Original URL: http://www.theregister.co.uk/2012/11/23/bb10_latest_ui/
BlackBerry 10: AWESOME. If the hardware matches it, RIM jobs are safe
Our Vulture fondles his way through the new OS
Opinion BlackBerry users have a love-hate relationship with their phones. The devices were often forced upon users rather than chosen. At the same time, the handhelds were the most usable and useful communications gadgets you could put in your pocket.
Yes, there are things a BlackBerry can't do very well or at all. But it is capable of doing so many things that its rivals can't match. You have to wonder if the rest of the phone industry has been taking some strange stupefying drug.
For example, the BlackBerry knows when it's in a holster. It knows when it's on a nightstand so it can do all kinds of "I'm in a nightstand now" things. You know what's "incoming" without taking it out of its case - you can tell that from the LED indicator. (Enthusiasts have written programs to allow you to set sophisticated 'Blinkenlights' sequences of coloured flashes, telling you in much more detail what is going on.) The obsession with usability extends to giving everything a shortcut key. You can set up a custom shortcut key to show you all the emails from Alice in the last three months, for example.
Nobody else does this. Has RIM replicated this in its new user interface for BlackBerry OS 10? We've already written up a quick preview of the QNX-powered mobile operating system - here's a follow-up hands-on tour of the kit.
First off, BlackBerry-maker RIM has acknowledged, or not forgotten, that getting to messaging fast is what the BlackBerry is all about. If BB10 has a "home" screen, it's the "Hub": a list of calendar appointments, and messages aggregated from SMS, email and social networks. Everything else is a kind of card-style overlay on this. Yes, there's a Palm-style app grid. Software can be put into folders, just like on Apple's iOS.
On Android and iOS notifications are a separate area. On BB10 - and Windows Phone, too - the notifications area is your home. And you can do a lot from the notifications screen. It's brutally utilitarian; Microsoft's Windows Phone 8 wins on style and novelty, but BB10 trumps all comers on efficiency. (You can only get one line of text on a tile in WinPho 8 - it's a bit limiting.)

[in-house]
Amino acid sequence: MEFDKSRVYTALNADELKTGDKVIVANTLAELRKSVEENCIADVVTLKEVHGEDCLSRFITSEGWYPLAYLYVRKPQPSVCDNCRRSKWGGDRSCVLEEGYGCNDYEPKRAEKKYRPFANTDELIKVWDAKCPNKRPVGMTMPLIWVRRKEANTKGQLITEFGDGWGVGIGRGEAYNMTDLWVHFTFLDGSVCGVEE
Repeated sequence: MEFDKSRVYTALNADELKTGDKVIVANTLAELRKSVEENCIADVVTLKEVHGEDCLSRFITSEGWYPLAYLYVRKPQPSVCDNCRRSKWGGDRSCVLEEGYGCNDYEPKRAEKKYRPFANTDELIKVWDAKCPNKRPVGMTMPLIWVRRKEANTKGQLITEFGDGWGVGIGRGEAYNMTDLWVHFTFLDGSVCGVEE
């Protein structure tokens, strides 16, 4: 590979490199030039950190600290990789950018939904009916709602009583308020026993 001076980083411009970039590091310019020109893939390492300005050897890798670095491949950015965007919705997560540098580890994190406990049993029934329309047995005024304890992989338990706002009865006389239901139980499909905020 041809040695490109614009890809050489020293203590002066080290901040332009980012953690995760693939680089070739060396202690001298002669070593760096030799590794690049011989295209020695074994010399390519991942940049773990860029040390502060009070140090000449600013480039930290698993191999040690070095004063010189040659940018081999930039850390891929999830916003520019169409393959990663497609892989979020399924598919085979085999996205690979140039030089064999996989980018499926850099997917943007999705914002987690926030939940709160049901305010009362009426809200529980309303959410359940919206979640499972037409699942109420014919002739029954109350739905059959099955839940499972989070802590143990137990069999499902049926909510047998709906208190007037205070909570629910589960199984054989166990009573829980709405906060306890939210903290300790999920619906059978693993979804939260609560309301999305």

The BlackBerry OS 10 Hub (apologies for the phone cam pic of a phone)
Here's the Hub. Icons to trigger common actions are down the right-hand side:
Anything new? A quick summary view is always a swipe away
Are you listening, Ballmer? Why can't your Windows mobes do this?
And here's an action that I couldn't perform on Windows Phone OS: flagging a message accessed via IMAP. It's pretty basic:
Flagging a message: Microsoft, please note some of us find this useful
As with Windows Phone, a contacts card pulls in information related to the person, such as looking for photo albums. BB10 also looks for related info but it's more focussed on business:
Context information pulled in for a contact
Using two applications AT THE SAME TIME? Surely not? Surely yes!
On rival mobile operating systems, it's a pain to switch between apps when you simply need to compare information shown in each one. Here's some thoughtful design in BB10 that makes that redundant: two views overlaying each other.
Peeking underneath an overlay is quite handy
And fear not, the app grid is still there. It's just not the home screen any more, but just a plain old app launcher. Today's BlackBerry OS already gives you a list of activity under the contact card and there's no change there in BB10.
A running app with the launcher underneath
In the above shot, a weather news app has been thrown into the corner as a live tile - oops - an "active frame". Multiple widgets showing useful stuff can be thrown together this way. The underlying QNX system is fully multitasking and can juggle various bits of software, but you can close apps manually if you must.
So how does it all fit together? Well, you need to learn a couple of universal fingertip gestures on the touchscreen: 'up' is one, and straightforward. 'Up-and-right', a kind of dog-leg, is another. That's more than Apple's iPhone requires - but it only takes a minute or two to get used to.
Once you've got used to it, and that the Hub is the home screen, BB10 is by some distance the most brutally efficient multitouch interface I have used so far. It makes the others look like hard work.
Yes, the odds are stacked against RIM - and when it comes to the as-yet unseen hardware, it needs to pull some crackers out of the barrel. But phones sell on the user interface, and this is very good indeed.
For more, you can peruse the BB10 user interface guidelines here. ®